In the perioperative period, dexamethasone is widely and effectively used for prophylaxis of postoperative nausea and vomiting (PONV), for pain management, and to facilitate early discharge after ambulatory surgery.
Long-term treatment with steroids has many side effects, such as adrenal insufficiency, increased infection risk, hyperglycaemia, high blood pressure, osteoporosis, and development of diabetes mellitus. However, whether a single steroid load during surgery has negative effects during the postoperative period has not yet been studied.
To assess the effects of a steroid load of dexamethasone on postoperative systemic or wound infection, delayed wound healing, and blood glucose change in adult surgical patients (with planned subgroup analysis of patients with and without diabetes).
We searched MEDLINE, Embase, the Cochrane Central Register of Controlled Trials (CENTRAL), in the Cochrane Library, and the Web of Science for relevant articles on 29 January 2018. We searched without language or date restriction two clinical trial registries to identify ongoing studies, and we handsearched the reference lists of relevant publications to identify all eligible trials.
We searched for randomized controlled trials comparing an incidental steroid load of dexamethasone versus a control intervention for adult patients undergoing surgery. We required that studies include a follow-up of 30 days for proper assessment of the number of postoperative infections, delayed wound healing, and the glycaemic response.
Two review authors independently screened studies for eligibility, extracted data from relevant studies, and assessed all included studies for bias. We resolved differences by discussion and pooled included studies in a meta-analysis. We calculated Peto odds ratios (ORs) for dichotomous outcomes and mean differences (MDs) for continuous outcomes. Our primary outcomes were postoperative systemic or wound infection, delayed wound healing, and glycaemic response within 24 hours. We created a funnel plot for the primary outcome postoperative (wound or systemic) infection. We used GRADE to assess the quality of evidence for each outcome.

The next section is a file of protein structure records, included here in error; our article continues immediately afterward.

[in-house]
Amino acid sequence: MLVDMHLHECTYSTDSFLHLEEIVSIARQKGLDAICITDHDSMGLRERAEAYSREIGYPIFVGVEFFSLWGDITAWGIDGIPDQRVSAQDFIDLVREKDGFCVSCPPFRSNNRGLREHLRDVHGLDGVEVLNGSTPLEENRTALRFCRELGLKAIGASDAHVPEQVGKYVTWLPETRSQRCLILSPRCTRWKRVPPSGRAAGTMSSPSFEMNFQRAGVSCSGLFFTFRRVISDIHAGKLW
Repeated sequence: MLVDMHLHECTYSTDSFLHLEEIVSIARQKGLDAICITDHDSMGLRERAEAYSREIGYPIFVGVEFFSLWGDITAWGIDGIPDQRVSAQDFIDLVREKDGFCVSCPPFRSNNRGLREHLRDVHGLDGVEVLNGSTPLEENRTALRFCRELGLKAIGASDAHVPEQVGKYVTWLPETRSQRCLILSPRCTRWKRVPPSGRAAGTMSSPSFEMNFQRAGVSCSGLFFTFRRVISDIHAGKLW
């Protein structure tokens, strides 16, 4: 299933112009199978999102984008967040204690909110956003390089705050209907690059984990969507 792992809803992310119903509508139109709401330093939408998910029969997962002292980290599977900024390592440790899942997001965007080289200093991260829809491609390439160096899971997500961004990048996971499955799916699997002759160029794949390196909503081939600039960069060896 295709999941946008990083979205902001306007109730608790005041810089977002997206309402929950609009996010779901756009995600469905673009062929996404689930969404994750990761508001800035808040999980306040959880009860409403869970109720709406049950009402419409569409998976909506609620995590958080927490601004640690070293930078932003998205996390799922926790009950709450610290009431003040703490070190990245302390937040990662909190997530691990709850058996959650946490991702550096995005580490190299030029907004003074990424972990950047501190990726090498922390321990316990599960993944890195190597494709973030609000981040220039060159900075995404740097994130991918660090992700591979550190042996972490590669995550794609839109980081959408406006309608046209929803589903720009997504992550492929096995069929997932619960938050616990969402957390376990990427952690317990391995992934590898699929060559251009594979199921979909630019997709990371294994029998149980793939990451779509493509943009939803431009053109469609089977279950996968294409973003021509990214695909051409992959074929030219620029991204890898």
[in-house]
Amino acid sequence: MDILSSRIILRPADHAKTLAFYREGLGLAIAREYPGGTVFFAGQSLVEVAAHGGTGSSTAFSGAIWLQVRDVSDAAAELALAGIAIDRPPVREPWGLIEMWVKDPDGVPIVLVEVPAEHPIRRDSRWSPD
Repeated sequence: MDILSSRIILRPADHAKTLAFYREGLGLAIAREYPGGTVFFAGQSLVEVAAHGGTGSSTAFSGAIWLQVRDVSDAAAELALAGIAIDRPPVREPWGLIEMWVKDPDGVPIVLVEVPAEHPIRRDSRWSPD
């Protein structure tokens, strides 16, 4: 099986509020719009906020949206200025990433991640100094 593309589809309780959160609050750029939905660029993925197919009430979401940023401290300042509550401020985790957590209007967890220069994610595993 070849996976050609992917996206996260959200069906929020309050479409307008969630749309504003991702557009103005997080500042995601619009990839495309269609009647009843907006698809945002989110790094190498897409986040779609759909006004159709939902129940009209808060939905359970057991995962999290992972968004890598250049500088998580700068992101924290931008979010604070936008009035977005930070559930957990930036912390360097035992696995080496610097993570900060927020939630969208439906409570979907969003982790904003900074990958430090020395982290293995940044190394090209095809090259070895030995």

We included in the meta-analysis 37 studies that included adults undergoing a large variety of surgical procedures (i.e. abdominal surgery, cardiac surgery, neurosurgery, and orthopaedic surgery). We excluded one previously included study, as this study was recently retracted. Age range of participants was 18 to 80 years. There is probably little or no difference in the risk of postoperative (wound or systemic) infection with dexamethasone compared with no treatment, placebo, or active control (ramosetron, ondansetron, or tropisetron) (Peto OR 1.01, 95% confidence interval (CI) 0.80 to 1.27; 4603 participants, 26 studies; I² = 32%; moderate-quality evidence). The effects of dexamethasone on delayed wound healing are unclear because the wide confidence interval includes both meaningful benefit and harm (Peto OR 0.99, 95% CI 0.28 to 3.43; 1072 participants, eight studies; I² = 0%; low-quality evidence). Dexamethasone may produce a mild increase in glucose levels among participants without diabetes during the first 12 hours after surgery (MD 13 mg/dL, 95% CI 6 to 21; 10 studies; 595 participants; I² = 50%; low-quality evidence). We identified two studies reporting on glycaemic response after dexamethasone in participants with diabetes within 24 hours after surgery (MD 32 mg/dL, 95% CI 15 to 49; 74 participants; I² = 0%; very low-quality evidence).